Eating Concerns and Body Image

Eating Concerns and Men

A few facts

Although it isn't as widely known or talked about, men are also susceptible to disordered eating, exercise, and body image issues. It's estimated that:

  • 10 to 15% of people with bulimia are male.

  • 5 to 10% of people with anorexia are male.

  • 40% of people with binge eating disorder are male.

  • 5 to 20% of male university students are at risk.

  • The typical age of onset for eating disorders in men is at 14 to 16 years of age. 

Are eating disorders different for men?

There are some important differences in the way men and women experience eating and exercise disorders. According to Dr. Roberto Olivardia, researcher and co-author of The Adonis Complex, males tend to:

  • Experience greater weight fluctuations, and to have been overweight or obese when the disorder started
  • Have a clearer perception of their ideal body weight
  • Pursue leanness and muscularity over thinness per se
  • Binge more often, especially on carbohydrates
  • Exercise excessively
  • Have an increased prevalence for substance abuse
  • Have more sexual conflicts
  • Be less likely to seek treatment

This last characteristic is the most critical, say experts. Delays in receiving treatment result in a risk of reduced treatment effectiveness, and an increased risk of medical complications. Delays also increase the risk for depression and problems with school, work, and relationships. 

Are eating disorders more likely in gay men?

Experts in the field have found that gay men are not at higher risk for eating disorders. Gay men, having already confronted perceptions of not being masculine, are simply more likely to discuss, dialogue, and get support for eating, body image, and exercise issues than heterosexual men.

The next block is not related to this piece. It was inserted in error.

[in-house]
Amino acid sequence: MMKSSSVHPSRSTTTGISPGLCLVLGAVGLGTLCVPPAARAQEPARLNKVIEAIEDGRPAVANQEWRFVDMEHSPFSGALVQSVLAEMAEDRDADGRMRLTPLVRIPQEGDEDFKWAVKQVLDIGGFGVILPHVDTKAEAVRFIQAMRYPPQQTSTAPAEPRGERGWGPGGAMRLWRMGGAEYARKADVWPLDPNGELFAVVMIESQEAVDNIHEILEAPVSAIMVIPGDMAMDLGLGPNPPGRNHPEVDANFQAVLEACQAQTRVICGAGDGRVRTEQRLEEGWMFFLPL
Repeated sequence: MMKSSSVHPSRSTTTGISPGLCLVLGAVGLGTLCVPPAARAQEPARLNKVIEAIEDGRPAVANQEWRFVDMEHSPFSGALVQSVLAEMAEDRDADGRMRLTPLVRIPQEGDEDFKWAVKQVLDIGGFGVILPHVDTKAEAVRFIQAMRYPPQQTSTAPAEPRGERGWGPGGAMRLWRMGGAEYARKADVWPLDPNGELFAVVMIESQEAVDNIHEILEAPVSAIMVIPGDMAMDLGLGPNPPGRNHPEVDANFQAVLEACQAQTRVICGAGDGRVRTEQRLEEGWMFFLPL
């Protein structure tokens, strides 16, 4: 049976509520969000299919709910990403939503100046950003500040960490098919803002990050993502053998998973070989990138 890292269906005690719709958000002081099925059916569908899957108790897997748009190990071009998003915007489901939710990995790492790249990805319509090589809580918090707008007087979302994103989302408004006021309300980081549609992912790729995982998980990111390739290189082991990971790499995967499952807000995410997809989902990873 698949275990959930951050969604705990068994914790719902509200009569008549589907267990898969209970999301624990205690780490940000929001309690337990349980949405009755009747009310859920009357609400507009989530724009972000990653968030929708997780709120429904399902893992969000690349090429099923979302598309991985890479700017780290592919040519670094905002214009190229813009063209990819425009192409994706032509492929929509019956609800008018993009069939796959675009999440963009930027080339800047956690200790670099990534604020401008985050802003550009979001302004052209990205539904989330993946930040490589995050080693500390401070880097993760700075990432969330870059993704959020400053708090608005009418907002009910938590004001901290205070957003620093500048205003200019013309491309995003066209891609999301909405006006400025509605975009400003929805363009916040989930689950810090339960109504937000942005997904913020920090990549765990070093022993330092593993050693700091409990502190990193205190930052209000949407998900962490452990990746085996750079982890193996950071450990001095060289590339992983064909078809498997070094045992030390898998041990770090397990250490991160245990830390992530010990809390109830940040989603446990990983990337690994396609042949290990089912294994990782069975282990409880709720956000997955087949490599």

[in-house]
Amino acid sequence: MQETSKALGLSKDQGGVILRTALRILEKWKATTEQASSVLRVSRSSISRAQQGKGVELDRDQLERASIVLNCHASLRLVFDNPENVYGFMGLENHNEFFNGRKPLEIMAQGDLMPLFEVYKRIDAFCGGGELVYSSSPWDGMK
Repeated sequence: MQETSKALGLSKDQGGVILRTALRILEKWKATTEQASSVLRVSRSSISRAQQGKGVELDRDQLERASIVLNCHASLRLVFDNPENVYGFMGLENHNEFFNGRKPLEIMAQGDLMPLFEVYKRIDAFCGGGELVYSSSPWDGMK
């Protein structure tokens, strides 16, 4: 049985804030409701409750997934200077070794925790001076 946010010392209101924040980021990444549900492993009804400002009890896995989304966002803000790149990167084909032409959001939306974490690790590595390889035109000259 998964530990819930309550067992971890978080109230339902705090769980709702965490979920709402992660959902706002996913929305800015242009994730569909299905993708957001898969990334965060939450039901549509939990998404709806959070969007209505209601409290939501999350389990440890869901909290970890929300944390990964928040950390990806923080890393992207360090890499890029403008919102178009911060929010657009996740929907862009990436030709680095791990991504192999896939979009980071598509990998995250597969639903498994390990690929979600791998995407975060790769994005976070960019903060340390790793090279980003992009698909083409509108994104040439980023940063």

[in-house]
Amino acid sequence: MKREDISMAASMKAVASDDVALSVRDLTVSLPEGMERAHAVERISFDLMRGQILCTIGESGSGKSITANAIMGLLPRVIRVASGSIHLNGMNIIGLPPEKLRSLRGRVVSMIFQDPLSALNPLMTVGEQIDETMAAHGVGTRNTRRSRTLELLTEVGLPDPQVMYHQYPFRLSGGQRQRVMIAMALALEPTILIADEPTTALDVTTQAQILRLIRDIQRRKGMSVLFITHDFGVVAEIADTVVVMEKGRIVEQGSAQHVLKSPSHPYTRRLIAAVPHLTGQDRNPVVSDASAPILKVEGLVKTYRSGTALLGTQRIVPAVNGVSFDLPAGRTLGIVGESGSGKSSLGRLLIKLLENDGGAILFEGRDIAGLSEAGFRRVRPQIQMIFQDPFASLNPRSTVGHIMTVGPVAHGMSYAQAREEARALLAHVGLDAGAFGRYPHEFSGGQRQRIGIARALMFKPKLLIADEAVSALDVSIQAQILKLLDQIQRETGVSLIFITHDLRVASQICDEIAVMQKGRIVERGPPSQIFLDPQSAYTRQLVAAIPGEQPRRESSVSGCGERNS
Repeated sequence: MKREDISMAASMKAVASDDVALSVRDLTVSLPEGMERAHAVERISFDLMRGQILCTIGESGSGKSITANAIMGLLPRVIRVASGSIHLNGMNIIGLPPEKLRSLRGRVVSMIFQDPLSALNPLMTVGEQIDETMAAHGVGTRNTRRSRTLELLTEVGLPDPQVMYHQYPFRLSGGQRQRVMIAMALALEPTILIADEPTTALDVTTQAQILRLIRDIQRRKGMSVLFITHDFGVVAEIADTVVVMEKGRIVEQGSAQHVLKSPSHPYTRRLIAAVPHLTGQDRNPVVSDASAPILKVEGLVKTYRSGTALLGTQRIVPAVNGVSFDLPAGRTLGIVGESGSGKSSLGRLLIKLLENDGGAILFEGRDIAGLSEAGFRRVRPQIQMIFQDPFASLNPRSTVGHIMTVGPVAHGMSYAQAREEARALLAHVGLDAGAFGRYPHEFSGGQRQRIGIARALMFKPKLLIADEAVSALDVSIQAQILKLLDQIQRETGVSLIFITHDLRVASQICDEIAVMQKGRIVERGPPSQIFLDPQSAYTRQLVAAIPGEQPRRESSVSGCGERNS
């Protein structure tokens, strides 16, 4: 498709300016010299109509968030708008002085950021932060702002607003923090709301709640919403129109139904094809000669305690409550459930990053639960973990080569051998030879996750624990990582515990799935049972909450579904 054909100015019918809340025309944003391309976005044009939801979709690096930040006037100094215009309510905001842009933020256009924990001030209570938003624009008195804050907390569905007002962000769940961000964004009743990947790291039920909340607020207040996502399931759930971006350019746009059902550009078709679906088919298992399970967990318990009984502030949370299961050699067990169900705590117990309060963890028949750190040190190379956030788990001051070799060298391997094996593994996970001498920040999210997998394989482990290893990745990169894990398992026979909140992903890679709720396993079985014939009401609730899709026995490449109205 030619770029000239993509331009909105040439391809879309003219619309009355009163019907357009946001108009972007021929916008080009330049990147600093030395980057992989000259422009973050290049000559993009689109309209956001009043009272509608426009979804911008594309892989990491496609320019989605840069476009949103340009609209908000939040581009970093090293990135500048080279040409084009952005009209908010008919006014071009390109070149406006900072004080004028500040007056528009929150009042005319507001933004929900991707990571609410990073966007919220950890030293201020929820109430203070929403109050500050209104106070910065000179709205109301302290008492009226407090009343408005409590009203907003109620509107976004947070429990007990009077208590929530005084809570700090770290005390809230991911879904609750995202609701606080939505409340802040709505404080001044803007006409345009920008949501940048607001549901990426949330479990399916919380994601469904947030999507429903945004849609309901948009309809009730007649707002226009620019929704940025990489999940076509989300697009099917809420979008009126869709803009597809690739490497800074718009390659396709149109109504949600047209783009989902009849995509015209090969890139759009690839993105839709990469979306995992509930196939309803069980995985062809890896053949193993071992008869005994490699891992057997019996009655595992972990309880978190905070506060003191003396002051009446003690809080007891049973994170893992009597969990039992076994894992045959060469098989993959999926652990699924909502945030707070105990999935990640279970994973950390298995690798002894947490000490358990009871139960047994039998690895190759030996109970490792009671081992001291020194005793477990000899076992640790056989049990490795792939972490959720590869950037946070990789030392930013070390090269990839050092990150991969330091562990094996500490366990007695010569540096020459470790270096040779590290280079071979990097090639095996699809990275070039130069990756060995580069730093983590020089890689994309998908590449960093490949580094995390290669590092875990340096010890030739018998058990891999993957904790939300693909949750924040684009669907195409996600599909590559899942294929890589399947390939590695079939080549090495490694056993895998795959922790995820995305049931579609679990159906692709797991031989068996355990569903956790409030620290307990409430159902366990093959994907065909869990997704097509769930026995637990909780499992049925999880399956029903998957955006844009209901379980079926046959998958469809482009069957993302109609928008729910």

Are some men more at risk for developing an eating disorder?

There are certain factors which can predispose men to eating disorders:

  • A transition to puberty that feels overwhelming

  • Being a "late bloomer"

  • Being perfectionistic and having a high need for control on various levels

  • Having low self-esteem or low assertiveness

  • Being an athlete (wrestlers, gymnasts, jockeys, runners, bodybuilders)

  • Experiencing depression, substance abuse, obsessive-compulsive disorder, or obsessive-compulsive personality disorder. 

What role do steroids play in male eating disorders?

In our culture, muscularity equals masculinity for many men. Strength, power, respect, threat, admiration, attractiveness, confidence, and sexual virility become conflated with muscularity, making this facet of appearance feel emotionally paramount for some men.

That's where steroid use comes in. Say the authors of The Adonis Complex:
"...steroids have created athletes, actors, and models bigger and stronger than any ordinary man, and the media have promulgated their images everywhere. These images have glorified the steroid-pumped body, portraying it as a model of health, athletic prowess, hard work, and dedication-while almost never admitting that it was a product of dangerous chemicals."